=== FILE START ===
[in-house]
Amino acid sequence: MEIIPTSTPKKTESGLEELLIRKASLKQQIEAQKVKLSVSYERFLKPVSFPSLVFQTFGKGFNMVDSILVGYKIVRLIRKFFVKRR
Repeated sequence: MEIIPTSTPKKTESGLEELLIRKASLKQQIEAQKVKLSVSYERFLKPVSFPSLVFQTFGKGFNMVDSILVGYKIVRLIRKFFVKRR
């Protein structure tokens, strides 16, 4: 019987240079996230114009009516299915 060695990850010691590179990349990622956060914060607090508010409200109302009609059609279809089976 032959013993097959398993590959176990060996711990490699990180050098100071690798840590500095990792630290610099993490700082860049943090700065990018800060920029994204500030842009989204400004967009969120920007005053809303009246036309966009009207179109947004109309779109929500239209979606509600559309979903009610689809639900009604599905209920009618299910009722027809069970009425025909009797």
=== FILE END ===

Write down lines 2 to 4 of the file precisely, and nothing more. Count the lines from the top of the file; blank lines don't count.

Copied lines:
Amino acid sequence: MEIIPTSTPKKTESGLEELLIRKASLKQQIEAQKVKLSVSYERFLKPVSFPSLVFQTFGKGFNMVDSILVGYKIVRLIRKFFVKRR
Repeated sequence: MEIIPTSTPKKTESGLEELLIRKASLKQQIEAQKVKLSVSYERFLKPVSFPSLVFQTFGKGFNMVDSILVGYKIVRLIRKFFVKRR
């Protein structure tokens, strides 16, 4: 019987240079996230114009009516299915 060695990850010691590179990349990622956060914060607090508010409200109302009609059609279809089976 032959013993097959398993590959176990060996711990490699990180050098100071690798840590500095990792630290610099993490700082860049943090700065990018800060920029994204500030842009989204400004967009969120920007005053809303009246036309966009009207179109947004109309779109929500239209979606509600559309979903009610689809639900009604599905209920009618299910009722027809069970009425025909009797």